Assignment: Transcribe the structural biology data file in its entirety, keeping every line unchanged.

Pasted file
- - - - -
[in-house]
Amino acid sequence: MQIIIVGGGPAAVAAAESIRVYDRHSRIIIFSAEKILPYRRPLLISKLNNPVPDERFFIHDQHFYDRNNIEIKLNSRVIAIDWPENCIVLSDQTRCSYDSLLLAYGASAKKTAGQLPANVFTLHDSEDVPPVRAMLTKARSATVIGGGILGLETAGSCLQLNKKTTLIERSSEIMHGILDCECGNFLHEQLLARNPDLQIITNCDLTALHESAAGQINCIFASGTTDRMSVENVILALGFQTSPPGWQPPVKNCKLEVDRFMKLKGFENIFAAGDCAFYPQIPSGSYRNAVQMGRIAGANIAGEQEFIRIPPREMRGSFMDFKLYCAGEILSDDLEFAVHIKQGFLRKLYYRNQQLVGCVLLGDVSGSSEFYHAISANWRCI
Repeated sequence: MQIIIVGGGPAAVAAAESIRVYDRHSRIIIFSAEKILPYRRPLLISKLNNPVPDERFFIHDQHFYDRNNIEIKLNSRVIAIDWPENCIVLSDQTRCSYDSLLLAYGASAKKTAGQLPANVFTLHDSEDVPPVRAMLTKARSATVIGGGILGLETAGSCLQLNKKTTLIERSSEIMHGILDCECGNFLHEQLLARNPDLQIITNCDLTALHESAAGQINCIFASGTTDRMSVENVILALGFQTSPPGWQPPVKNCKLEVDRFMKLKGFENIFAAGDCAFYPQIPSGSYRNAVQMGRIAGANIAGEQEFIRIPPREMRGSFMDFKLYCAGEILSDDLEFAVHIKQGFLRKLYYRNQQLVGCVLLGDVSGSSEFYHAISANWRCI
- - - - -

[in-house]
Amino acid sequence: MQIIIVGGGPAAVAAAESIRVYDRHSRIIIFSAEKILPYRRPLLISKLNNPVPDERFFIHDQHFYDRNNIEIKLNSRVIAIDWPENCIVLSDQTRCSYDSLLLAYGASAKKTAGQLPANVFTLHDSEDVPPVRAMLTKARSATVIGGGILGLETAGSCLQLNKKTTLIERSSEIMHGILDCECGNFLHEQLLARNPDLQIITNCDLTALHESAAGQINCIFASGTTDRMSVENVILALGFQTSPPGWQPPVKNCKLEVDRFMKLKGFENIFAAGDCAFYPQIPSGSYRNAVQMGRIAGANIAGEQEFIRIPPREMRGSFMDFKLYCAGEILSDDLEFAVHIKQGFLRKLYYRNQQLVGCVLLGDVSGSSEFYHAISANWRCI
Repeated sequence: MQIIIVGGGPAAVAAAESIRVYDRHSRIIIFSAEKILPYRRPLLISKLNNPVPDERFFIHDQHFYDRNNIEIKLNSRVIAIDWPENCIVLSDQTRCSYDSLLLAYGASAKKTAGQLPANVFTLHDSEDVPPVRAMLTKARSATVIGGGILGLETAGSCLQLNKKTTLIERSSEIMHGILDCECGNFLHEQLLARNPDLQIITNCDLTALHESAAGQINCIFASGTTDRMSVENVILALGFQTSPPGWQPPVKNCKLEVDRFMKLKGFENIFAAGDCAFYPQIPSGSYRNAVQMGRIAGANIAGEQEFIRIPPREMRGSFMDFKLYCAGEILSDDLEFAVHIKQGFLRKLYYRNQQLVGCVLLGDVSGSSEFYHAISANWRCI